The North Carolina House gave initial approval late Wednesday to a two-year budget, after Republicans who wrote the legislation touted its teacher pay hikes, income tax provisions and massive infrastructure spending spree.
The chamber voted 72-41 for the proposal, which spends $25.7 billion in the year that began July 1 and grows by $940 million in the following year. The proposal contains several billion dollars in cash for erecting and repairing government, university and K-12 buildings, expanding broadband to rural areas and fixing aging water and sewer systems.
"This budget is just not about financial health, but compassion and caring and respect for each other," senior budget writer Rep. Donny Lambeth of Forsyth County said during the debate, which went on for several hours. He called the bill a "spending plan that we all can embrace to move North Carolina forward."
Like the Senate's competing budget approved in June, the House budget bill benefits from a large revenue surplus and billions of federal COVID-19 aid dollars sent by Congress. But the two chambers disagree on the size of tax reductions, government worker raises and capital projects and on how to help businesses and nonprofits still recovering from the 2020 coronavirus restrictions.
Following a second affirmative House budget vote on Thursday, the two chambers will shift to negotiating a final budget plan. Democratic Gov. Roy Cooper has said he wants to participate in the talks with hopes of signing a final agreement into law. A traditional two-year budget never got enacted in 2019 after Cooper vetoed the measure and he and GOP lawmakers reached a stalemate.
Cooper, House Speaker Tim Moore and Senate leader Phil Berger have all expressed optimism in working out a deal that everyone can live with. If negotiations falter, it's possible Republicans could attract enough Democrats to override any Cooper veto. Nine House Democrats joined the Republicans in voting yes on Wednesday night.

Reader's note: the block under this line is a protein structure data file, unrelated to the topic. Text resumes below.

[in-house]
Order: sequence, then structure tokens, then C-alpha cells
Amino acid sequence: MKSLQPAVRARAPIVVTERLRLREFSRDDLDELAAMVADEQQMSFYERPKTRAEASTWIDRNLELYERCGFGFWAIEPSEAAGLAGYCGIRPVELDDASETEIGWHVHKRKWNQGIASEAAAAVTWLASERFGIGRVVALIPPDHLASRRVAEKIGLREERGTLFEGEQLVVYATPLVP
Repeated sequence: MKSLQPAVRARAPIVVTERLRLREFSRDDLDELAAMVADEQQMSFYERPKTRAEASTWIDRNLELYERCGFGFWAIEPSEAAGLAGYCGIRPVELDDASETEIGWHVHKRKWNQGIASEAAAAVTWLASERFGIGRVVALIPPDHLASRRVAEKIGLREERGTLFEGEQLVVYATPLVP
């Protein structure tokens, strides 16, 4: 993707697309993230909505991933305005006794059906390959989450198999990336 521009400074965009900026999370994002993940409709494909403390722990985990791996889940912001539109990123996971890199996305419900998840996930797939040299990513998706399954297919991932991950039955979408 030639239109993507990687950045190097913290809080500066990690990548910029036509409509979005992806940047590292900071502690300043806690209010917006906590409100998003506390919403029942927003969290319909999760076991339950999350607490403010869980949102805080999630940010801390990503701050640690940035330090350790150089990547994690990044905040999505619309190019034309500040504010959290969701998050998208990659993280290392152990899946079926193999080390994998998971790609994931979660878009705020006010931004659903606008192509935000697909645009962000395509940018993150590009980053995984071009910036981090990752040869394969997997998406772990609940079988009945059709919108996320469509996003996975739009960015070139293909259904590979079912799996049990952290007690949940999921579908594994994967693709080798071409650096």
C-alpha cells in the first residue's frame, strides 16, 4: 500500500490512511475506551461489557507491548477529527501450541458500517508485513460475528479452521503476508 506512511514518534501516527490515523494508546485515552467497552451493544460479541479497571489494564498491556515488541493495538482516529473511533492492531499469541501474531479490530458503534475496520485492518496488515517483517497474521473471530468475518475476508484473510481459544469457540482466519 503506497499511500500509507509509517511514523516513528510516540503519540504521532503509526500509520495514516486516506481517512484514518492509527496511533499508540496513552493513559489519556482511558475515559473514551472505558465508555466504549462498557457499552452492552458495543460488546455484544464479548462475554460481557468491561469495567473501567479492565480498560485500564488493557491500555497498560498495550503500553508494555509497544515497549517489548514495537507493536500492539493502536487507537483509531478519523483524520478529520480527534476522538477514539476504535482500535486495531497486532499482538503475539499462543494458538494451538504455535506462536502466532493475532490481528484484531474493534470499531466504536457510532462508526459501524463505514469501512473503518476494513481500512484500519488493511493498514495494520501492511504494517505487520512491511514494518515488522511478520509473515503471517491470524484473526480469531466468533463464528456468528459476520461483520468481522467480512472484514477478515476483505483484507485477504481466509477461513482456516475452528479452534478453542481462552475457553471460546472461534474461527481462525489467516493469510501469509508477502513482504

Minority Leader Robert Reives and other House Democrats who voted no said the budget bill was better in many respects than the Senate plan.
But they said the GOP budget plan cut corporate taxes too much, left out Medicaid expansion and failed to adequately address a judge's directive to boost public education funding by hundreds of millions of dollars annually to comply with a constitutional directive. At the same time, the budget bill leaves $3.5 billion unspent.
"Even though it has things that we like that the governor has been pushing for and we've gotten, it really falls woefully short of where we need to be," Reives, from Chatham County, said at a news conference before the afternoon debate.
Democrats complained specifically about budget policy provisions on K-12 schools that they say would hamstring and intimidate teachers and administrators. School districts would be required to post teacher instructional materials online and create local panels to investigate and evaluate allegations that materials are "unfit" for children. And the state would withhold state money for superintendents' salaries if they failed to carry out state laws requiring instruction of cursive writing and multiplication tables.
The budget "mistrusts and micromanages our professional educators. We need to treat them as what they are, which is professionals," Rep. Cynthia Ball of Wake County said. "Instead of building a robust teacher pipeline, it dis-incentivizes entry into the profession."
But the House measure does give educators a bigger boost in salary and benefits than the Senate.
The House would raise teacher salaries by 5.5% on average over two years, with the biggest increases benefitting veteran teachers. The Senate proposes roughly 3%. Cooper wants roughly 10% raises. Custodians, cafeteria workers and other non-instructional staff would be paid at least $15 per hour by next year in the House plan, and public school workers would get eight weeks of parental leave for the birth of a child.
"This is unprecedented (education) spending that we have not seen before," said Rep. Jeffrey Elmore, a Wilkes County Republican.
Rank-and-file state employees would get 2.5% annual pay increases in the House plan, in line with Cooper's budget request. The Senate proposed a 1.5% annual raise. Teachers and employees also would be getting bonuses.
The House would allocate $5.8 billion in state funds alone in the next two years on building construction and repairs, compared to $4.3 billion by the Senate, according to Moore's office.
And while both chambers would reduce individual and corporate income tax rates, the Senate proposes deeper cuts, going so far as to eliminate the corporate tax by 2028. Both chambers agree on how to raise standard deductions, which would expand the number of low-income residents who pay no income taxes.